It is 100% in the public interest to prosecute prisoners who assault prisoner officers. If they are not prosecuted, the authority of the state is undermined; it becomes almost impossible for prison officers to run a decent and human regime, very difficult for people to be unlocked from their cells and difficult to move people into education and purposeful activity.
If the education and purposeful activity and the decent and safe environment of the prisoner are not delivered, the prisoner is much more likely to reoffend when they leave that prison. That is a direct threat to public safety; therefore, as my hon. Friend implies, the Crown Prosecution Service must prosecute prisoners for attacking prisoner officers. We owe that to prison officers, but we also owe it to the public as a whole to have safe, clean and decent prisons. These are our prisons; in the end, prisoners are citizens who come out and reoffend on the streets. We have to restore discipline.
My hon. Friend spoke about drugs and the importation of mobile telephones. In the end, those issues can be dealt with. There are basically only five ways in which mobile telephones or drugs can get into a prison—after all, there is a fence around the prison. They can be thrown into the prison, flown into a prison, dragged into a prison, posted into a prison or carried into a prison. Every single one of these ways needs to be addressed.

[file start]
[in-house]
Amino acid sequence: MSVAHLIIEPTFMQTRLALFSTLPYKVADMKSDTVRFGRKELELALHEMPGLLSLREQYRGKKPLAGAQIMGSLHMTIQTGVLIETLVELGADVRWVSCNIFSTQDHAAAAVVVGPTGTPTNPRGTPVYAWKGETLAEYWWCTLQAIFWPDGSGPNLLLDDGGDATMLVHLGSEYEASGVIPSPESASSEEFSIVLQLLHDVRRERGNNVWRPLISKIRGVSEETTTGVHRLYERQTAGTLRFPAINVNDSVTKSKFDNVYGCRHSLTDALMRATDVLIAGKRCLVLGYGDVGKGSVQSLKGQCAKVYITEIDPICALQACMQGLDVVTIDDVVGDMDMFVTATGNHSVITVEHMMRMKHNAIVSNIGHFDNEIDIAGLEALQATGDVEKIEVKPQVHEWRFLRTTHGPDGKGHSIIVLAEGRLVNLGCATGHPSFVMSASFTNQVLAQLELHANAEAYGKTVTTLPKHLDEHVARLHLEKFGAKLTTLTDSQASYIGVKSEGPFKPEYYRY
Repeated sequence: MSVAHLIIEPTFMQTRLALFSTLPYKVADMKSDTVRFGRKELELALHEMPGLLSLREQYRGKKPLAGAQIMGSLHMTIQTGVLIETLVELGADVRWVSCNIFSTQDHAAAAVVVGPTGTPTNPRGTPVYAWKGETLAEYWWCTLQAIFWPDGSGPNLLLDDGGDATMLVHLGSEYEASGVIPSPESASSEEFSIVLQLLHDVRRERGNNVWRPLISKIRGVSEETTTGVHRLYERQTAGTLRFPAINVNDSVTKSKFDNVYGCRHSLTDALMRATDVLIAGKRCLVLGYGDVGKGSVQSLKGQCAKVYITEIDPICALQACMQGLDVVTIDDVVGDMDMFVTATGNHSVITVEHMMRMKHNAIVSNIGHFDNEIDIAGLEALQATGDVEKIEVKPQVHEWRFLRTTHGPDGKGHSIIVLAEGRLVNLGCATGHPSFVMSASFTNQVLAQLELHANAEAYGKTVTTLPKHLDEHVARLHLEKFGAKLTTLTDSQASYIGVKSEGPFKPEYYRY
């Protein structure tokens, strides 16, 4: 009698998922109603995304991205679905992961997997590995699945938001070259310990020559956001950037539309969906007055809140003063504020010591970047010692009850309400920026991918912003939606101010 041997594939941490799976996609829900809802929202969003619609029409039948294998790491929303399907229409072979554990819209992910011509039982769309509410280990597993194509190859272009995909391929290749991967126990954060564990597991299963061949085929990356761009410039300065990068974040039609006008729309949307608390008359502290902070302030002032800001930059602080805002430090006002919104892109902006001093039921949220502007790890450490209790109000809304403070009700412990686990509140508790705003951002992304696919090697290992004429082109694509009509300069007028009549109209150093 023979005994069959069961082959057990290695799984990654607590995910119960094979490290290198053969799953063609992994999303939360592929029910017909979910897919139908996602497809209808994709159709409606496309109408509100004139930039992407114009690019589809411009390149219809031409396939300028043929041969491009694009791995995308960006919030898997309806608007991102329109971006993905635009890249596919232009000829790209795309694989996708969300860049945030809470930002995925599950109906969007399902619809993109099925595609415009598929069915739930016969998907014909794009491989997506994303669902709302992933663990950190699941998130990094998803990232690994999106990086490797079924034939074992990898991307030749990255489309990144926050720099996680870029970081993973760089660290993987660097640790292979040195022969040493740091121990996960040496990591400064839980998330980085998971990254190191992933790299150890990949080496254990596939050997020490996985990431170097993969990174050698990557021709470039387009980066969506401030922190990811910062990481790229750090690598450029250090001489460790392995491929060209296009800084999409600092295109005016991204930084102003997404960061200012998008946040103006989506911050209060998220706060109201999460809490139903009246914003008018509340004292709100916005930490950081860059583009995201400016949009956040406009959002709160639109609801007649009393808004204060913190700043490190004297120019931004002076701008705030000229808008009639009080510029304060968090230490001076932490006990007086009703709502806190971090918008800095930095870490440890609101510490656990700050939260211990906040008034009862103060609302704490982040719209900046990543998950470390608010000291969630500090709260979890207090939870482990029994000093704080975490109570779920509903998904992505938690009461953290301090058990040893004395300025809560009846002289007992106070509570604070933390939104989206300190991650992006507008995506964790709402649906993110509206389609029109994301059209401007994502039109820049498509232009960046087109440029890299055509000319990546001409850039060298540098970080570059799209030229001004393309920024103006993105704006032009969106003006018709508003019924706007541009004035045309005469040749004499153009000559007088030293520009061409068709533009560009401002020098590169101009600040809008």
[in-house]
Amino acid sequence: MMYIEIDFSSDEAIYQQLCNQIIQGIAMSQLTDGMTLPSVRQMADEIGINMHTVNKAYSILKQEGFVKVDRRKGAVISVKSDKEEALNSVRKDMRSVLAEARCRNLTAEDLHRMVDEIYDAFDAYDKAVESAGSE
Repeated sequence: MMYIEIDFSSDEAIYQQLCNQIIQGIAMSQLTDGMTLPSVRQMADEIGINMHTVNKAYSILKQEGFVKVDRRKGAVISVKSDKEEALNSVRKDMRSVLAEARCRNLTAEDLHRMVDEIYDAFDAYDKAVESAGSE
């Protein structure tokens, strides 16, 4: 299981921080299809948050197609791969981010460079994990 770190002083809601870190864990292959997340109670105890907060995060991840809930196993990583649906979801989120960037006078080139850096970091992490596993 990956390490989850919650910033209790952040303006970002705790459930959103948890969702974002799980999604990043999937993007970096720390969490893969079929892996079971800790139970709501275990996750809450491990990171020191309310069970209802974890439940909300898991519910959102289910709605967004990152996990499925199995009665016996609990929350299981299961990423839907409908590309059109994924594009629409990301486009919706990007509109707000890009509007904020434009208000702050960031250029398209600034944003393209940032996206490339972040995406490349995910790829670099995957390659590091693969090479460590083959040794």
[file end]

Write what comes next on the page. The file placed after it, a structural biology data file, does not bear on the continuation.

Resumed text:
We address the issue of people flying things into prisons by tackling drones; of people throwing things into prisons by the use of nets and proper yard searching; of people dragging things into prison by identifying the wire set-ups that run into prison windows; and of people posting things into prison—for example, a letter impregnated with Spice so it can be smoked can be photocopied. But we have not been good enough in England for nearly 40 years is searching humans going in and out of prisons.
Scotland is different. I venture to suggest that it is not a coincidence that the violence and drug rates have been lower in Scottish prisons and that there has been much more regular routine searching of people going in and out of Scottish prisons. I do not think that is an accident. I would be very interested in working with the Prison Service to pilot in 10 prisons increasing the security and routine searching at the gate, to see what would happen. But that will not be enough—many other things need to happen. At the core are people: the prisoner officers themselves.
There is no point in my standing here and pontificating about the Prison Service because there are more than 100 prisons. With the best will in the world, even if I visited two prisons a week, I would not be able to visit them all in a year. There are more than 20,000 prisoner officers and 84,000 prisoners. In the end, good prisons depend on good people. That is about recruiting, training and promoting the right kind of people and managing people in the right way.